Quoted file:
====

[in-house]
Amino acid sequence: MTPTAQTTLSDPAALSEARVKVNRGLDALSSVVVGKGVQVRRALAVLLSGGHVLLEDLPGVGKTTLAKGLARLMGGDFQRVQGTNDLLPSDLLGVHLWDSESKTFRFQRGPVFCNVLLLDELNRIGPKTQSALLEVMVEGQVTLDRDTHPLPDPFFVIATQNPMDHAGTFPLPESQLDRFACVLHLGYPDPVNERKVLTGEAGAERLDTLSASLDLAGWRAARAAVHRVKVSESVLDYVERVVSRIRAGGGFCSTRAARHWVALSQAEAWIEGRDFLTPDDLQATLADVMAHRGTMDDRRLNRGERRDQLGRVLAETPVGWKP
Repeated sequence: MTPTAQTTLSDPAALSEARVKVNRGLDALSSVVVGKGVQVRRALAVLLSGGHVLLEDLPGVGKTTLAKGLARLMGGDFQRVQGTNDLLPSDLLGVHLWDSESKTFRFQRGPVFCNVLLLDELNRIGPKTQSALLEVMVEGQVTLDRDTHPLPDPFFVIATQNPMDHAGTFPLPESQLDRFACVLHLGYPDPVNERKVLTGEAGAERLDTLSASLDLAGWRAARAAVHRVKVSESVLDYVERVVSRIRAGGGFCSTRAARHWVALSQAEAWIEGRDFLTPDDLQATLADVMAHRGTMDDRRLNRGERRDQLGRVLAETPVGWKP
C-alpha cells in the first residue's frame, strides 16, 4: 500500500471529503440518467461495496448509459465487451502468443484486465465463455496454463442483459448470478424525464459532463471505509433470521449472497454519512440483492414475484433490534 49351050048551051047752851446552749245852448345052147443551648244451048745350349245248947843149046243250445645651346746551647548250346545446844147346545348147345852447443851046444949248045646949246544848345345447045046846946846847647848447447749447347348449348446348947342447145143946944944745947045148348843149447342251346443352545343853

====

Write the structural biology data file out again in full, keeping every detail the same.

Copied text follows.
[in-house]
Amino acid sequence: MTPTAQTTLSDPAALSEARVKVNRGLDALSSVVVGKGVQVRRALAVLLSGGHVLLEDLPGVGKTTLAKGLARLMGGDFQRVQGTNDLLPSDLLGVHLWDSESKTFRFQRGPVFCNVLLLDELNRIGPKTQSALLEVMVEGQVTLDRDTHPLPDPFFVIATQNPMDHAGTFPLPESQLDRFACVLHLGYPDPVNERKVLTGEAGAERLDTLSASLDLAGWRAARAAVHRVKVSESVLDYVERVVSRIRAGGGFCSTRAARHWVALSQAEAWIEGRDFLTPDDLQATLADVMAHRGTMDDRRLNRGERRDQLGRVLAETPVGWKP
Repeated sequence: MTPTAQTTLSDPAALSEARVKVNRGLDALSSVVVGKGVQVRRALAVLLSGGHVLLEDLPGVGKTTLAKGLARLMGGDFQRVQGTNDLLPSDLLGVHLWDSESKTFRFQRGPVFCNVLLLDELNRIGPKTQSALLEVMVEGQVTLDRDTHPLPDPFFVIATQNPMDHAGTFPLPESQLDRFACVLHLGYPDPVNERKVLTGEAGAERLDTLSASLDLAGWRAARAAVHRVKVSESVLDYVERVVSRIRAGGGFCSTRAARHWVALSQAEAWIEGRDFLTPDDLQATLADVMAHRGTMDDRRLNRGERRDQLGRVLAETPVGWKP
C-alpha cells in the first residue's frame, strides 16, 4: 500500500471529503440518467461495496448509459465487451502468443484486465465463455496454463442483459448470478424525464459532463471505509433470521449472497454519512440483492414475484433490534 49351050048551051047752851446552749245852448345052147443551648244451048745350349245248947843149046243250445645651346746551647548250346545446844147346545348147345852447443851046444949248045646949246544848345345447045046846946846847647848447447749447347348449348446348947342447145143946944944745947045148348843149447342251346443352545343853